Case Study #3 Support in High School leads to inspirational success—interview with a student:

Briefly describe the circumstances that you ended up without housing?

During my senior year of high school, I was going through a lot of home transitions and I lived at a youth shelter for a month with the request from my guardian that I not go to school. There’s a lot more to the story, but basically I was considered homeless for the month until they could put my guardians up on abandonment charges and actually make a case to put me into foster care.

How did being identified as McKinney-Vento help you in school?

Being identified as McKinney-Vento and then becoming a Foster Youth helped me gain access to resources on my high school campus, both emotionally and financially.

Was school a safe place for you?

Yes. I’ve always thought of school as “home” for me. Whenever life was chaotic and unstable at home, school was my safe place. As a future educator I’ve learned that schools can serve as havens of resilience for youth and I’d say that was definitely true in my case.

How were you transported from the shelter to school?

When I was at the shelter I was not transported to and from school due to request from guardians that I not go to school/be able to access my education since they knew how important school was for me. I had been a 4.0 student since the 6th grade and when dropping me off at the shelter they said, “You’ve completely ruined your life, we’re going to drop you off at the shelter, you won’t be able to go to school for at least a month, and you’re going to have to repeat your senior year.”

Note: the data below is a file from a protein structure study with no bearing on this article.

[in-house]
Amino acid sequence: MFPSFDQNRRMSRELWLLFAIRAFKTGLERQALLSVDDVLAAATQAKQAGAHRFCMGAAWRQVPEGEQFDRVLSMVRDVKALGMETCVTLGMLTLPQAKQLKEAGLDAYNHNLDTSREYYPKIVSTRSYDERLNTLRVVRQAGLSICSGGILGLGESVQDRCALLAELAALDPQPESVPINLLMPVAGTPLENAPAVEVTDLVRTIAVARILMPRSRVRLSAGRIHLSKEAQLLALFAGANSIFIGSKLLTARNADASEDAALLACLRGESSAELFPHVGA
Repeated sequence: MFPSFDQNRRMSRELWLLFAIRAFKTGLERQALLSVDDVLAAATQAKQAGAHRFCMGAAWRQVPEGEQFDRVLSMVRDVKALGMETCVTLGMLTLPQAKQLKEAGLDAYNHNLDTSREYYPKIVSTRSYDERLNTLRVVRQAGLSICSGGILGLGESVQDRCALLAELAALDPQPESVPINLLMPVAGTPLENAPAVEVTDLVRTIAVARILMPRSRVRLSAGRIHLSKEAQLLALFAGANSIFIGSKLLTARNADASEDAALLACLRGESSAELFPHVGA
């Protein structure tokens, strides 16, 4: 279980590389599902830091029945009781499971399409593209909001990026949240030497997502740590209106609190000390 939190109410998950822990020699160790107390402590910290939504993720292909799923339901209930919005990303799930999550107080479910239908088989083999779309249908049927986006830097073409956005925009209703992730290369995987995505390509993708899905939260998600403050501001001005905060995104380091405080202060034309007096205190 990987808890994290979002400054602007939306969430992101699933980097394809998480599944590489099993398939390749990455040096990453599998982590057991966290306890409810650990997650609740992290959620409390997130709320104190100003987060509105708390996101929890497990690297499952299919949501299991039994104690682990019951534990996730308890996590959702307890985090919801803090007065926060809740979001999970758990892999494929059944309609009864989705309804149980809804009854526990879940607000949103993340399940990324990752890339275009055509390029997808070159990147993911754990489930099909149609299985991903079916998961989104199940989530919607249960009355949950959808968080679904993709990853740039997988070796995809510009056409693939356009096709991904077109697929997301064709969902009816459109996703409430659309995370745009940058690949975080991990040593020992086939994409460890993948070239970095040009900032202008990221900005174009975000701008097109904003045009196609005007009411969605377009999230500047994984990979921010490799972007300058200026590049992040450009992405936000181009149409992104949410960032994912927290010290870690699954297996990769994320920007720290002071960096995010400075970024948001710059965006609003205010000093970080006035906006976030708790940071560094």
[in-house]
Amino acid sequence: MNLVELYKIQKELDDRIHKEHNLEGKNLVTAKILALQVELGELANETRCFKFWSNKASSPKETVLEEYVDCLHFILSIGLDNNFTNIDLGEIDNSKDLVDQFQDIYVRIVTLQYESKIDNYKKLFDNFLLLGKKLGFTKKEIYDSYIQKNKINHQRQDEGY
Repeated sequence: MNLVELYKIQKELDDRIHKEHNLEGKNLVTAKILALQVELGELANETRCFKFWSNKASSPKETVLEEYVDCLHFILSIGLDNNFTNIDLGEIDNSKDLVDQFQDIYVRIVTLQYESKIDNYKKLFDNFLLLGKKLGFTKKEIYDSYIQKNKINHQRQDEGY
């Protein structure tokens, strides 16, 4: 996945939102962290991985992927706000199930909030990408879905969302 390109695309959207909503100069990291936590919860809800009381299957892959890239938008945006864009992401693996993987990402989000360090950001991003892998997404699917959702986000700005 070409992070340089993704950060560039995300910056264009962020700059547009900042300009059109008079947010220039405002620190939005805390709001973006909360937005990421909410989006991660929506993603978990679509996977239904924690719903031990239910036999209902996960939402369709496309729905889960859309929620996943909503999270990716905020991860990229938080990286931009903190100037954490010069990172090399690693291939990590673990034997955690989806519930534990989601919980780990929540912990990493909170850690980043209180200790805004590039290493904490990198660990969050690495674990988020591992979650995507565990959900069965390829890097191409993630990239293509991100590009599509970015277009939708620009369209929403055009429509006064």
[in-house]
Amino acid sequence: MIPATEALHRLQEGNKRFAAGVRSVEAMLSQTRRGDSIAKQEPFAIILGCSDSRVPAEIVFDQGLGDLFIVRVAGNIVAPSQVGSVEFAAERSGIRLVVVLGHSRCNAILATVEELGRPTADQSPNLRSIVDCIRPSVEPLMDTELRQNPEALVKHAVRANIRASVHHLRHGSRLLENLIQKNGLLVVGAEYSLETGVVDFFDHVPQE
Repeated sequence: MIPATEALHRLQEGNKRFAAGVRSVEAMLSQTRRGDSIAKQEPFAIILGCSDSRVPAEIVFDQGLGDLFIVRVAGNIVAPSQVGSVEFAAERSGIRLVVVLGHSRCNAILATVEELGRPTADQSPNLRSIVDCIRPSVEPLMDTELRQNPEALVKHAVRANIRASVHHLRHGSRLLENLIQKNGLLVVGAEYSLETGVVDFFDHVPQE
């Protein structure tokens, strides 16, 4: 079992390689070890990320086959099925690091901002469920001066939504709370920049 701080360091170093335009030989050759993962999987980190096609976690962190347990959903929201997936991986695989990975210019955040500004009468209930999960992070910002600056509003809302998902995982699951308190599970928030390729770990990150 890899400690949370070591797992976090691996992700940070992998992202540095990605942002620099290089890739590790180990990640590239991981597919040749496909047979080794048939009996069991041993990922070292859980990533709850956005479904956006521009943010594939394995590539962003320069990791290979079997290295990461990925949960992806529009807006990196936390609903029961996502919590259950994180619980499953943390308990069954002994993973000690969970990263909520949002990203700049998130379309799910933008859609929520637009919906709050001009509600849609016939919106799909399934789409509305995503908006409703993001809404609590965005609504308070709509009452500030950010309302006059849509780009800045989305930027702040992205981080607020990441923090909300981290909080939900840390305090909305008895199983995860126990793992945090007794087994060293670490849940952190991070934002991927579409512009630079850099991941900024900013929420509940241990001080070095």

How has having the experience of being homeless impacted you?

Having the experience of being homeless has mostly impacted my future career as a future educator. It has increased my passion to give back to the marginalized and often forgot populations that we serve in schools such as students who are homeless or identified as McKinney-Vento and Foster Youth.

What are you up to now?

After receiving my BA in Communications, I am currently a first year student in an M.Ed/Multiple Subjects Credential program at UCLA.

How does a child focus on academics when lacking housing? Specifically, how does a child focus on math homework when they are in a motel, or living in a car, or their textbook and computers are taken, or they are in a shelter wondering where they will live next. Supporting McKinney-Vento programs in schools allows us to collectively meet children’s complex needs while homeless. Case study #3 shows us that to navigate her way to higher education required resources at school—her “home.” Homeless Children Matter because they are our future.

For more information or to arrange a donation, please contact Ginger Harms at 530-642-7238 or ginger.harms@edcgov.us

Watch for future articles on the Homeless Children Matter Charity

  • March 2018—How LCSAs can help